Review of Indie Game: The Movie – Personal journeys told through games @indiegamemovie
I had been interested in seeing Indie Game: The Movie, a documentary by James Swirsky and Lisanne Pajot, at least since January of this year when it made a splash at Sundance. The option was finally available to me when the movie was released digitally yesterday (on Steam and directly from the makers) for $9.99 (with DVDs and Blu-Rays to follow 4 to 5 weeks from now).
Indie Game: The Movie follows Phil Fish, the developer of Fez, Jonathan Blow, the developer of Braid, and Edmund McMillen and Tommy Refenes, the creators of Super Meat Boy as they each go on their personal journeys during the making of the film. Each of the game makers are at different points of their lives, each of them have different experiences, and each of them have a different relationship with their own games (even Refenes and McMillen have distinctly separate relationships with Super Meat Boy). Still, the first level that the movie really struck me on was the feeling of belonging. I remember the time when the film was being shot. I remember the buzz around these games (I won’t spoil anything in the movie, but needless to say they have all released and been successful in their own right). Part of Indie Game: The Movie is the story of a subculture that I identify as being part of. A group of people that all came up around the same time (and other like-minded persons) that remember when games were simpler or more magical or more unique. It doesn’t matter whether or not it is true, it matters that we believe it. Those of us that were there playing The Legend of Zelda, or Super Mario Bros. or Dragon Warrior or whatever remember it being that way before the industry got big and decided it wanted to grow up to be the film industry. And so that generation decided to bring things back a little, to make games that were more personal. That is what Fish, Blow, McMillen, and Refenes are all doing (whether or not it is for that reason): creating games that are personal again. That has been going on for a long time now, but it was really only a little bit before this movie that the whole thing really started the gain traction and the tools and distribution channels opened up to allow these developers to truly be successful on their own terms (of course, after the Kickstarter revolution and the rise of the big budget indie, we have something else, but that is not this story). Each of these developers is putting something of themselves out there. Their games, you learn, say something unique about each of them that you may not have realized before. And it is beautiful. It made each of the games mean a little more than they did before; infused with meaning.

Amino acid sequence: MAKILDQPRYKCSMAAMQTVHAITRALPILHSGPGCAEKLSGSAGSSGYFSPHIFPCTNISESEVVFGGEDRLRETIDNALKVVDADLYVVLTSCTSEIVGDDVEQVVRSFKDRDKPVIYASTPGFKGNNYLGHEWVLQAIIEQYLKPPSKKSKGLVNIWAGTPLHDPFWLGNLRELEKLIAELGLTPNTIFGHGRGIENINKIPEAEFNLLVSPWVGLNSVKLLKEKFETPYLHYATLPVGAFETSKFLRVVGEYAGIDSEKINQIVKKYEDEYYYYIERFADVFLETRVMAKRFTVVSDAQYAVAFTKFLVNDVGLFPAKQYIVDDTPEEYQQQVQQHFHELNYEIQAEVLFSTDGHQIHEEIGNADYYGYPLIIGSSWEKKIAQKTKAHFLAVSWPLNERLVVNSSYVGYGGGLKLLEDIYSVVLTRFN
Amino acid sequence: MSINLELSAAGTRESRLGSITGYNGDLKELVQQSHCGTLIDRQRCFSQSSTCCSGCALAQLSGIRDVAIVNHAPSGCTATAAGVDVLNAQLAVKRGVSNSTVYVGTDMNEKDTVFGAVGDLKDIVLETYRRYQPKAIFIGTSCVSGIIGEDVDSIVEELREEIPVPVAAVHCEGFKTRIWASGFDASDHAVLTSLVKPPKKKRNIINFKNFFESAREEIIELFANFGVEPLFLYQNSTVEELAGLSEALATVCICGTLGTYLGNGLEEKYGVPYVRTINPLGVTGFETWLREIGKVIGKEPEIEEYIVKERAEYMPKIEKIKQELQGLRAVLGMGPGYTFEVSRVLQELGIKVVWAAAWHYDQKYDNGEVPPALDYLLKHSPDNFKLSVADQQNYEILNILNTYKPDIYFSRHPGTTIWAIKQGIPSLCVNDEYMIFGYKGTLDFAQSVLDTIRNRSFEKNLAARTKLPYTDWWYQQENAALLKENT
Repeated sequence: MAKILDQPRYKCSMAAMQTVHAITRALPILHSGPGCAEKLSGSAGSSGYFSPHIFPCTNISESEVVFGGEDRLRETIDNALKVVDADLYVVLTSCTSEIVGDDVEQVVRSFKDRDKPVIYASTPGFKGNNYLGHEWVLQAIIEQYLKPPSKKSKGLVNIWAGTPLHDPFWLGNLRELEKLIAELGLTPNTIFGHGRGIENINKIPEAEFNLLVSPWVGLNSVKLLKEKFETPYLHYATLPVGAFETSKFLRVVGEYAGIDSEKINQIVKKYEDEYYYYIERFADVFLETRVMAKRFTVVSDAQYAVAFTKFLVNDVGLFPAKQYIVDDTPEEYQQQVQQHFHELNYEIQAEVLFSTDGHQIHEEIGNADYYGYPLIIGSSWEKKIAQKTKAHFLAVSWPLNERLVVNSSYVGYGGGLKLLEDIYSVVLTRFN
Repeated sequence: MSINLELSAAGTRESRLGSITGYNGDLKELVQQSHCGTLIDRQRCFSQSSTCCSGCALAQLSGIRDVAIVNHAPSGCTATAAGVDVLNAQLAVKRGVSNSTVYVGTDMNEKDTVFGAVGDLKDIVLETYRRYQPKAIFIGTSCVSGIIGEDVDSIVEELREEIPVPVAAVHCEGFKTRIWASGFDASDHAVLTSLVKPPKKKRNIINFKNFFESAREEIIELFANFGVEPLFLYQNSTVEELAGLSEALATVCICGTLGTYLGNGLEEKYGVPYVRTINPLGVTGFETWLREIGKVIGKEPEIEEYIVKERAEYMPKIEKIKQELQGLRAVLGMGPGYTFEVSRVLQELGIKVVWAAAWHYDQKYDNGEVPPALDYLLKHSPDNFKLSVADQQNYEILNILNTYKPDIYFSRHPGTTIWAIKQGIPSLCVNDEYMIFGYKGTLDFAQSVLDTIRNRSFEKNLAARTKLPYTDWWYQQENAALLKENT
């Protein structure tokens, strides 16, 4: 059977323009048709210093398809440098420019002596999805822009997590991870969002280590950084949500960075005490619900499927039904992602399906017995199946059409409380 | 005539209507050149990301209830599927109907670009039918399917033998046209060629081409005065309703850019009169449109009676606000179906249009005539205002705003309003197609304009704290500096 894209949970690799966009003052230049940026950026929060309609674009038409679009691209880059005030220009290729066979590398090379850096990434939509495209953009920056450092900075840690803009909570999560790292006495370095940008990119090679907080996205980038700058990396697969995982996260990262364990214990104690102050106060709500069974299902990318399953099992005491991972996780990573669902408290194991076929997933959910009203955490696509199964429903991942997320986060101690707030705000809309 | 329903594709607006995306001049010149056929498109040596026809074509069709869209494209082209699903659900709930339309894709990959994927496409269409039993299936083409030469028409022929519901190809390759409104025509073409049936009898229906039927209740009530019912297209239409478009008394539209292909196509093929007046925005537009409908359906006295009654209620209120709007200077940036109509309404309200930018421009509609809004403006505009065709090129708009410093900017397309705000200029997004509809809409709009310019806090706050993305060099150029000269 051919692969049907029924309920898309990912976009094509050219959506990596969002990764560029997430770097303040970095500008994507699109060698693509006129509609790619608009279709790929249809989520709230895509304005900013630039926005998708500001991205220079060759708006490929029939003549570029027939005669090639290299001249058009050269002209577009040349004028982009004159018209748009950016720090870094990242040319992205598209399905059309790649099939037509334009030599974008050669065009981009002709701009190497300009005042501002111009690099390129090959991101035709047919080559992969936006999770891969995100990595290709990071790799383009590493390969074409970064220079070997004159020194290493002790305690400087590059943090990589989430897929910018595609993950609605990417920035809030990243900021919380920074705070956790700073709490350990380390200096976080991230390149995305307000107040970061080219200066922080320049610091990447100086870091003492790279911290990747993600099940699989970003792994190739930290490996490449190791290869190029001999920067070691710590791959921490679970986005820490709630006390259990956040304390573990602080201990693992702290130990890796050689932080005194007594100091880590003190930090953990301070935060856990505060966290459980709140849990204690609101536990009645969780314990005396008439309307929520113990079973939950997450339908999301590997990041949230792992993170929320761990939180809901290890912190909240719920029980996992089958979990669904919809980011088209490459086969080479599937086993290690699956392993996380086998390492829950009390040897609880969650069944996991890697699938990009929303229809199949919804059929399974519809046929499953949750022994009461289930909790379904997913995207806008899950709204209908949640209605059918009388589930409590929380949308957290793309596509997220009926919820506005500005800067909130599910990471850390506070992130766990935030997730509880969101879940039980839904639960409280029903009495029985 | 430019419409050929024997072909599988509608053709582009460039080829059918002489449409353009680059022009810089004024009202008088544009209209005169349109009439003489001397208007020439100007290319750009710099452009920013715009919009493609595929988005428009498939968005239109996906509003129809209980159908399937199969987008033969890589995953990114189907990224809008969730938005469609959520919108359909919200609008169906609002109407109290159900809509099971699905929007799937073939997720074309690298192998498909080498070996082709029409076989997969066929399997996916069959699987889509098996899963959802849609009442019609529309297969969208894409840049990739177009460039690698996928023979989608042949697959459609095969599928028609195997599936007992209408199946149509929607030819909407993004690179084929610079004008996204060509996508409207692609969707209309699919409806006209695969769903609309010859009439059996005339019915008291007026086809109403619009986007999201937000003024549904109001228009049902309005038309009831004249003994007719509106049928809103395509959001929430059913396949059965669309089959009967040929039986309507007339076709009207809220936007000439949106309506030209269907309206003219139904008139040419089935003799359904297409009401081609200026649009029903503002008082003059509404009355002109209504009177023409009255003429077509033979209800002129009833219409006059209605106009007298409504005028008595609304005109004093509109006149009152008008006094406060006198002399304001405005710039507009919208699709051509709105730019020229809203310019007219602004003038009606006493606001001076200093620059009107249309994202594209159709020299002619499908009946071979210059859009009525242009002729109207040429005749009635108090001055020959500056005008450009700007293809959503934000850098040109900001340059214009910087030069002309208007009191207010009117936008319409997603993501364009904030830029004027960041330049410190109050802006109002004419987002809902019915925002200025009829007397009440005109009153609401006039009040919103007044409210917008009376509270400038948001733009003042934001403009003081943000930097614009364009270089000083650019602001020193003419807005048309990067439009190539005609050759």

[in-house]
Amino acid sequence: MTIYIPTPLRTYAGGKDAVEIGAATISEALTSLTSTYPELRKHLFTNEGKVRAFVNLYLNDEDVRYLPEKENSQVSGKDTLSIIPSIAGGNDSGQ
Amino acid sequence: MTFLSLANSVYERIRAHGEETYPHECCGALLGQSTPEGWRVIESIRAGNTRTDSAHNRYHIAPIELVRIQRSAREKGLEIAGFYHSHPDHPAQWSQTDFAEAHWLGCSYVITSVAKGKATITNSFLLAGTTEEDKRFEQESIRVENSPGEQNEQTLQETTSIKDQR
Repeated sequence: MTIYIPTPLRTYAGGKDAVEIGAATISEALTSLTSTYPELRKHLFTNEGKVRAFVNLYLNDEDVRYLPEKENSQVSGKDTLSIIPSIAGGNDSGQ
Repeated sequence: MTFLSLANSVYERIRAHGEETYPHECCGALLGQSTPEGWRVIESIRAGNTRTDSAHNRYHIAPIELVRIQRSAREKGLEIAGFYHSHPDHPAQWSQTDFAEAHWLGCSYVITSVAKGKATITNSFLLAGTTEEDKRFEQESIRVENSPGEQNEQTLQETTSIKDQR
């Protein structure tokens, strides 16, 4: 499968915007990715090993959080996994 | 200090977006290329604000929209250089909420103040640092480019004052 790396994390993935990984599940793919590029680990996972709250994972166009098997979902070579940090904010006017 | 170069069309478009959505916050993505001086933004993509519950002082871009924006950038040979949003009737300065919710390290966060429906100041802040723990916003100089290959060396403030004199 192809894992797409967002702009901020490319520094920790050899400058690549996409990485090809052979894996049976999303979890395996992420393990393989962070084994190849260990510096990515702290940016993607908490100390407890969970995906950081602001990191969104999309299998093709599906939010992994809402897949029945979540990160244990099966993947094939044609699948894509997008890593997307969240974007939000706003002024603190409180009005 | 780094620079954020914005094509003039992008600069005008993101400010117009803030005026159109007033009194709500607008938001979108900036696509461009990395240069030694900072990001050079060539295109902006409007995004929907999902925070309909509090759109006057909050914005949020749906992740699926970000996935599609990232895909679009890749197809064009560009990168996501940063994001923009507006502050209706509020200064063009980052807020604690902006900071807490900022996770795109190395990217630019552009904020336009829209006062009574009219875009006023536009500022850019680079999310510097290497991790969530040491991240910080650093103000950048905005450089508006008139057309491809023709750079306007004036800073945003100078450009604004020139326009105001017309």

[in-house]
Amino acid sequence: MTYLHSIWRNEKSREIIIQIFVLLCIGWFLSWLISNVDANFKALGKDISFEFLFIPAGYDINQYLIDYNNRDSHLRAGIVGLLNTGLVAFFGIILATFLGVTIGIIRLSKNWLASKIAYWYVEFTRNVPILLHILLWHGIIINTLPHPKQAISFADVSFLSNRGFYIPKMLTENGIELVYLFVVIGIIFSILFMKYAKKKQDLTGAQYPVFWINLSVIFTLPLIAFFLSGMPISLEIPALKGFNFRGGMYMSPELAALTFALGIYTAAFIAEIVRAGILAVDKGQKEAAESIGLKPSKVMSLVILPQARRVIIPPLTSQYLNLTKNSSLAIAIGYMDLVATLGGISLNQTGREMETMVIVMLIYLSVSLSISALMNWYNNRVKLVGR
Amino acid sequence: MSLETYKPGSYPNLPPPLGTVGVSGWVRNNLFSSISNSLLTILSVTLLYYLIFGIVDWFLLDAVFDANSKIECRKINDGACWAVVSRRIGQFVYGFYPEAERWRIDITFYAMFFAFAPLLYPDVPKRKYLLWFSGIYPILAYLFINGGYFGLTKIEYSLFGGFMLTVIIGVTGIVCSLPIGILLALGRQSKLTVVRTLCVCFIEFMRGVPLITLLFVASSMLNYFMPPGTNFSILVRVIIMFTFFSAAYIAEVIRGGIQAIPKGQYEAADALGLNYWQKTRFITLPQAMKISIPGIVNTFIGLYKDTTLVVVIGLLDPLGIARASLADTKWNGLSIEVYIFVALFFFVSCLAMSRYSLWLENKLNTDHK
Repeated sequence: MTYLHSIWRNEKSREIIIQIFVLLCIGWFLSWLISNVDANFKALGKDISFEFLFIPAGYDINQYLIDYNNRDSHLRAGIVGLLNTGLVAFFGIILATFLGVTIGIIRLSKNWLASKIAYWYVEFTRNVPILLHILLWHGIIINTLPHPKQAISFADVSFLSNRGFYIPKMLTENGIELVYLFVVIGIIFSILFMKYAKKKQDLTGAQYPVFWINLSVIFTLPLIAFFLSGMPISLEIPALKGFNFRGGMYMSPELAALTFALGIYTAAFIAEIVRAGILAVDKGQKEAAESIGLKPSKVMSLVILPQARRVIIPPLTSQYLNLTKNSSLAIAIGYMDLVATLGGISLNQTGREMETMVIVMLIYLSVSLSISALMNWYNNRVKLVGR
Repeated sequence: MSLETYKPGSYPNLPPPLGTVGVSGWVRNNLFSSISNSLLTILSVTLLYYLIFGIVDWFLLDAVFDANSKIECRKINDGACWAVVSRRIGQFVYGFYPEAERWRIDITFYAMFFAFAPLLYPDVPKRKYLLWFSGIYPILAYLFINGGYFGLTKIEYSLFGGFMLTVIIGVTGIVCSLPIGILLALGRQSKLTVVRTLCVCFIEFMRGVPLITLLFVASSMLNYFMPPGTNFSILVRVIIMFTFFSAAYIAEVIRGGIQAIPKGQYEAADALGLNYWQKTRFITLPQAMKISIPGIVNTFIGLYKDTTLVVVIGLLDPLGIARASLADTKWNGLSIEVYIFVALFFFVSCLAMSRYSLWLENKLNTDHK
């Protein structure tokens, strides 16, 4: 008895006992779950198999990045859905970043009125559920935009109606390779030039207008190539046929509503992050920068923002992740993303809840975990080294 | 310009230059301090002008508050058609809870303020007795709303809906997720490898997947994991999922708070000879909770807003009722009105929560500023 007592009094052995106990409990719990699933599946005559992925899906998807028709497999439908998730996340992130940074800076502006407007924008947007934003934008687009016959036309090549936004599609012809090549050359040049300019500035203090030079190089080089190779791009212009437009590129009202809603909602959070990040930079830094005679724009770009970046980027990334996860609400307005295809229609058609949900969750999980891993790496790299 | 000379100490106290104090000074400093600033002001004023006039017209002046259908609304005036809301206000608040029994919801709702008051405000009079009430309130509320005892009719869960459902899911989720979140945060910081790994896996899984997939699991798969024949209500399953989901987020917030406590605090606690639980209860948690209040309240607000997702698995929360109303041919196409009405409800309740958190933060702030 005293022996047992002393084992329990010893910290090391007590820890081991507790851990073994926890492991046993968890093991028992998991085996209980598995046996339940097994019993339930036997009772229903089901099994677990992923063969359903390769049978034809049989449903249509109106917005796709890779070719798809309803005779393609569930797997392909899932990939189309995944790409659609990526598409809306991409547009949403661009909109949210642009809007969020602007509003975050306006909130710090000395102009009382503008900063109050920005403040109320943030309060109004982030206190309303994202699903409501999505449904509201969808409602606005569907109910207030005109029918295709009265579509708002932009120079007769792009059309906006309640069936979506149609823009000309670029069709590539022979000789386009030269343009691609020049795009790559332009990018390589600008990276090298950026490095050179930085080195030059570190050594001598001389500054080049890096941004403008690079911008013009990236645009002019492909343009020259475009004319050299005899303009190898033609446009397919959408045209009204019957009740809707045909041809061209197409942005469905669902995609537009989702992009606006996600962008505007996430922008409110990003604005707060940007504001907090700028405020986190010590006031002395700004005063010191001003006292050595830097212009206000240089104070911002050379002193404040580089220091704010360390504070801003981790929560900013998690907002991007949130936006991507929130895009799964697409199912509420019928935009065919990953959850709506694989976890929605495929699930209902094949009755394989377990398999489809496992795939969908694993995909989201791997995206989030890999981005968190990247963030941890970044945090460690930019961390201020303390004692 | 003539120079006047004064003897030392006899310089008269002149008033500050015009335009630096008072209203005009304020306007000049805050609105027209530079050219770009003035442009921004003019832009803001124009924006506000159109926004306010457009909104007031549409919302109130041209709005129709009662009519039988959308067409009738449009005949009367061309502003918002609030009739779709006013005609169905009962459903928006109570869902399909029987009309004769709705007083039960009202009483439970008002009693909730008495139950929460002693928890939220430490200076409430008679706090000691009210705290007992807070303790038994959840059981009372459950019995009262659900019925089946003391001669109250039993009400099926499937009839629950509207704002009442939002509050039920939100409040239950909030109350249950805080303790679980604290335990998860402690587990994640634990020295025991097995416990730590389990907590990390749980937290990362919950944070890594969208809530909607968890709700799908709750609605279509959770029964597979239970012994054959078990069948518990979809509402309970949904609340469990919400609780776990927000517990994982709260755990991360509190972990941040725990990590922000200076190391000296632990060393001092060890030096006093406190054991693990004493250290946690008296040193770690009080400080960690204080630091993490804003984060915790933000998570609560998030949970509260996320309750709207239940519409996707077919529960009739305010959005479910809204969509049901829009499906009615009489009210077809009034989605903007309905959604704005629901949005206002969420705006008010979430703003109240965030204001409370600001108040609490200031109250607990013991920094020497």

So the first story is one of creation, the journey of an artist. But the second story is a more personal one. I still don’t want to take anything away from your own experience with Indie Game: The Movie, but suffice it to say that none of these developers were successful at the start of this movie. Each of them have personal struggles, they make sacrifices, they break down, and they put themselves out there maybe just a little more than they thought they would. Each of the developers is compelling in his own way, although McMillen and Fish are probably the two largest arcs, so to speak, and watching each of them struggle with their own personal situations, as people, is interesting and challenging in its own way. These are games that aren’t made by small armies (although there are people behind those games, too, to be sure). These are games made by people who have personal journeys, too. They have personal problems and business problems and family problems and all of those things are probably the largest part of the story by the end: the personal journey for each of these developers, the toll it takes, and the rewards it brings.
The film is compelling throughout, running just over an hour and a half, and the film makers did an amazing job of keeping each of the stories moving forward. Even more, the film is gorgeously shot and Swirsky and Pajot do a great job of keeping themselves out of the picture (metaphorically, since they are never literally in the picture) and letting the developers do the talking. Questions are asked when they need, when a snag is hit, but for the most part they appear to do a magnificent job with finding where the stories are for these people and bringing each of those individual stories together into one larger story: the one of the rise of the indie game community.
Indie Game: The Movie is fantastic. Even if you aren’t interested in indie games, even if you told me you don’t normally like documentaries, I would still recommend that you watch it. If you aren’t interested in indie games, Indie Game: The Movie might at least help you understand some of the emotions behind those who are. If you don’t normally like documentaries, I can tell you that Indie Game: The Movie is so well constructed and the personal stories are so compelling that it dares you to be bored. I certainly never was. Indie Game: The Movie was released digitally yesterday, June 12, 2012, and is available on Steam or directly from the filmmakers for $9.99.